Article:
Tag Archives: chicken tractor

A-frame Chicken Tractor

2012 A frame Chicken Tractor    This is the chicken tractor I mentioned in my maggot bucket post. It’s proof that my brother does love me. It measures 10 foot long, 8 foot wide and about 4.5 foot tall. The enclosed coop space is 2 foot deep with a 2 foot high clearance under it. The side of the coop not facing the camera has a plexiglass window on it to allow the sunshine in as well as to let me peek in to see how they are doing. The entire back opens up for cleaning and to gather eggs.

At one point, all 18 of my “bantams” were in here. I thought bantams were smaller versions of larger birds. If that’s the case, I’m not sure what I had in there. These white “bantams” were up to 24 inches tall and some of the roosters were really mean. One rooster insisted on attacking my legs every time I went into the run. He was among the first few to be butchered. He became a delicious meal.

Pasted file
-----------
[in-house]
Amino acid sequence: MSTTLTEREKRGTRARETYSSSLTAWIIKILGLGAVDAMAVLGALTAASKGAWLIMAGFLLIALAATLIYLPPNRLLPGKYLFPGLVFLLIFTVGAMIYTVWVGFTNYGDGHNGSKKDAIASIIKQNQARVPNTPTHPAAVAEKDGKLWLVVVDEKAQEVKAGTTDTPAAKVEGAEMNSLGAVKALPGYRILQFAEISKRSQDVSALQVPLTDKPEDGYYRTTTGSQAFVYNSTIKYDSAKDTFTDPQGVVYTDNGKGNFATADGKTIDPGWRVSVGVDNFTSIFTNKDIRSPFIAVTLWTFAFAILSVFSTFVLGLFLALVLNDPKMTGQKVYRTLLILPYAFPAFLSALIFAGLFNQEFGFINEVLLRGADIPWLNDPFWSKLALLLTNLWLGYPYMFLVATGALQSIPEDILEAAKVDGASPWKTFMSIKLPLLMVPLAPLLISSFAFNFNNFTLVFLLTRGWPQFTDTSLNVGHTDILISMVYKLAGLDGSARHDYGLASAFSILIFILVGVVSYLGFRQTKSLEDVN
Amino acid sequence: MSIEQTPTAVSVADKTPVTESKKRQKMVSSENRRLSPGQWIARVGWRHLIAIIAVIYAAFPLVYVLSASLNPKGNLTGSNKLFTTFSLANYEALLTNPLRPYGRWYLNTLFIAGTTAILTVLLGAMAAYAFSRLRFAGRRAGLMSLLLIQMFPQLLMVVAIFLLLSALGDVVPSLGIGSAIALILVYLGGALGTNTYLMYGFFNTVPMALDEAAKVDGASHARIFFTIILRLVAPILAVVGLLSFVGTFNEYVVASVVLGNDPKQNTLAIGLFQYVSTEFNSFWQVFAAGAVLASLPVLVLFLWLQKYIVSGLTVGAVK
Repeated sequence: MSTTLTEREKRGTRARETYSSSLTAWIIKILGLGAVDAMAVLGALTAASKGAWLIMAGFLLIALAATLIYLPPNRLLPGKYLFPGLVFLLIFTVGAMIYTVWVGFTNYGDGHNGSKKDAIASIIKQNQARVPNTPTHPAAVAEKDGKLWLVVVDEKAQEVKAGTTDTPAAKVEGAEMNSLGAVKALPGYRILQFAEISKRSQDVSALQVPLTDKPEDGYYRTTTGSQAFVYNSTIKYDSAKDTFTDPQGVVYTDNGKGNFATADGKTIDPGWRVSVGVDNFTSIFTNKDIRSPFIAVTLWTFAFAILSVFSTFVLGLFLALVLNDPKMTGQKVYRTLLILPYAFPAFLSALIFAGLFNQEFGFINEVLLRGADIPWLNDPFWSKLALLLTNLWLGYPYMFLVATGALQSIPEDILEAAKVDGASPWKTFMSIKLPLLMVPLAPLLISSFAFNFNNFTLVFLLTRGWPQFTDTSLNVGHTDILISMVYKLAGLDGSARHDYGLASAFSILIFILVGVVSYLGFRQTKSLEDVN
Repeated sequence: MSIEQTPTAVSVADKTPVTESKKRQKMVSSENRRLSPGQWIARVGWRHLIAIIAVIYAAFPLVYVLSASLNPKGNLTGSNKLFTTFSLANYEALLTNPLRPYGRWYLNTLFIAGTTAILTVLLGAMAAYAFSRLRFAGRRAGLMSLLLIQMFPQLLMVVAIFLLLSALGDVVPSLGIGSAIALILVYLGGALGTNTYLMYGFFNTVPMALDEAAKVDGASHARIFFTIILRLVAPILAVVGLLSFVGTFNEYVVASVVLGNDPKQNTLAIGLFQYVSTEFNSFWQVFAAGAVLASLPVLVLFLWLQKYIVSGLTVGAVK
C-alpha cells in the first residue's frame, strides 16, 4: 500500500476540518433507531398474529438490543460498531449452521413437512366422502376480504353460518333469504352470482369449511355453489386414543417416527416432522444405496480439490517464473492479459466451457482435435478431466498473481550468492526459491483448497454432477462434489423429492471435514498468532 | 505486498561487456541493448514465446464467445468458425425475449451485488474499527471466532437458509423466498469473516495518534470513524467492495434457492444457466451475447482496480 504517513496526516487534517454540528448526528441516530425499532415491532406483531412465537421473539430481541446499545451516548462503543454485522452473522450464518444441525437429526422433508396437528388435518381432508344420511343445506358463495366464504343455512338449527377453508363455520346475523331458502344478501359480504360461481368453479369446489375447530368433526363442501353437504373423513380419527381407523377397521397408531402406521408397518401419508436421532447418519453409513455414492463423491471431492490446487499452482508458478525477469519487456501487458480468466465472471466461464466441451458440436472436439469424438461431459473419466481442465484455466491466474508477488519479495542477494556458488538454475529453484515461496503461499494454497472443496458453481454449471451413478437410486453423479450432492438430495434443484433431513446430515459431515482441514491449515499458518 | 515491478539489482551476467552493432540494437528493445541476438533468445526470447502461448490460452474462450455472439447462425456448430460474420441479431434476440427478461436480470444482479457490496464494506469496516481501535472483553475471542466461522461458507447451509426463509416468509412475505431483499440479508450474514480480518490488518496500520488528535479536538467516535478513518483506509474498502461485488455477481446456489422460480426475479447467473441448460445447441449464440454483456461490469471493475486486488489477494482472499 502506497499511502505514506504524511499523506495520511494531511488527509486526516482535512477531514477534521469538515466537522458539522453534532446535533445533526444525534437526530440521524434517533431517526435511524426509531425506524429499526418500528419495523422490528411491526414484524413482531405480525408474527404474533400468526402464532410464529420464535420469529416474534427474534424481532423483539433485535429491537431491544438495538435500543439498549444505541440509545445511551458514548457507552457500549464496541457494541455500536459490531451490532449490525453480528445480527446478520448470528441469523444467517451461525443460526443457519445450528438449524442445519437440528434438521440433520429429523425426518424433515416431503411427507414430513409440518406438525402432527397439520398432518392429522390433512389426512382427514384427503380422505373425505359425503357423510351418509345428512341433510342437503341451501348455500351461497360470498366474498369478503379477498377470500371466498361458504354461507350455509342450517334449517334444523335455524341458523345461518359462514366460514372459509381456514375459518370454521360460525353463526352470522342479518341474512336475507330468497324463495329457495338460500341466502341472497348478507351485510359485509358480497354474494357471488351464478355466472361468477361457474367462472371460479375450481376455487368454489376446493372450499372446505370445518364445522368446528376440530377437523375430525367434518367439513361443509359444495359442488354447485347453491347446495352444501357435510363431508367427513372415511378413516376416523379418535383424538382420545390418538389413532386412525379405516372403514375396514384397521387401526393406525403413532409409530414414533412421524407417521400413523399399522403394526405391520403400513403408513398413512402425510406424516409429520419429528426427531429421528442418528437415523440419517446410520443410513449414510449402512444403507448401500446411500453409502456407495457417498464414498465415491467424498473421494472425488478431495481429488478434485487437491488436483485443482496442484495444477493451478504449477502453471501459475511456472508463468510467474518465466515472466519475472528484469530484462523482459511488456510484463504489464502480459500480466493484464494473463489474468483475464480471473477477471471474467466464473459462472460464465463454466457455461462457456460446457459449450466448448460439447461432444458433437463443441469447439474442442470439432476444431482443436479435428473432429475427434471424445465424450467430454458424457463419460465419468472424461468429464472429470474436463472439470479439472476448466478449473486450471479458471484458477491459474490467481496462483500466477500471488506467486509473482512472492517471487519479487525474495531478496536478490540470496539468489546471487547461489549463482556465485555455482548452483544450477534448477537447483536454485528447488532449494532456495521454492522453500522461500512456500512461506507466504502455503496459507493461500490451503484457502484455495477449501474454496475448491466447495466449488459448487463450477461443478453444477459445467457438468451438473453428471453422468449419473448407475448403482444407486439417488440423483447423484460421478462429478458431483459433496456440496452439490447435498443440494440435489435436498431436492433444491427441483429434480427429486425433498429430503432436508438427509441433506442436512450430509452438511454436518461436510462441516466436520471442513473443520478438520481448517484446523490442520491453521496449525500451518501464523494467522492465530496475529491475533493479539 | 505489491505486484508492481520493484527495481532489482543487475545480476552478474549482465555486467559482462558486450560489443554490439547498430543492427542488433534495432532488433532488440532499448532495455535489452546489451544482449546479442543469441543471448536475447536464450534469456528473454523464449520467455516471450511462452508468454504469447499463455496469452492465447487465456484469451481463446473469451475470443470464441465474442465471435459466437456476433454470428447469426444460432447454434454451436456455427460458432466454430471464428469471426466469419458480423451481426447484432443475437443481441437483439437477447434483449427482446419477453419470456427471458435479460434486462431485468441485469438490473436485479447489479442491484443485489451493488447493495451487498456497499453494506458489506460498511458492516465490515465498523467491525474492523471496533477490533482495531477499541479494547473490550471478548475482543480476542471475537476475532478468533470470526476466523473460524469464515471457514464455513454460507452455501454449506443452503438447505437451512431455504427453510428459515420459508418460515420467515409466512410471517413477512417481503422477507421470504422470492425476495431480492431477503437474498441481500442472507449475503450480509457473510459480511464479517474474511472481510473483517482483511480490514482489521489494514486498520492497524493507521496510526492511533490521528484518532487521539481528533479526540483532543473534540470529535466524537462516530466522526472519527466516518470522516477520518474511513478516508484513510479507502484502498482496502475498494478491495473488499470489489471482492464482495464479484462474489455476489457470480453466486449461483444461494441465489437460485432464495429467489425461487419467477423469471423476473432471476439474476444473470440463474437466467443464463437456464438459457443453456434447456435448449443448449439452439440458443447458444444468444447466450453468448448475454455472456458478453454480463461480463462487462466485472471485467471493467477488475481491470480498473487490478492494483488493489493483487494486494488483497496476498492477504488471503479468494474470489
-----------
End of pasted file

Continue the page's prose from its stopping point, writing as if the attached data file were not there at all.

This tractor was built in 2012 and while the picture doesn’t show it, it does have wheels to make moving it easier. It is a bit heavy for me to pull, so I use the riding mower or my van to push it where it needs to be. There is also rabbit fencing on the bottom of the entire tractor…the narrower openings along the edges and the larger ones in the middle. This was put in place to prevent any critters getting into the run. Knock on wood, I’ve never had any critters inside other than my chickens. However, I did have a ground hog climb up the side of the run one day. He was overcome by lead poisoning shortly after.

If I could make changes to this tractor, it would have a one foot high ‘base’ under it to keep the chickens from walking out the door when it’s open. Hmm, I wonder how much my brother does love me. 🙂 I’d also have it set up for electric, although the window does let in a great deal of light. Even without any changes, this tractor is still in use. It contains the last two white “bantams” from my original flock. They will meet the stew pot this winter and the tractor will be readied for a brand new flock in the spring. That’s the one constant on a homestead…the great circle of life.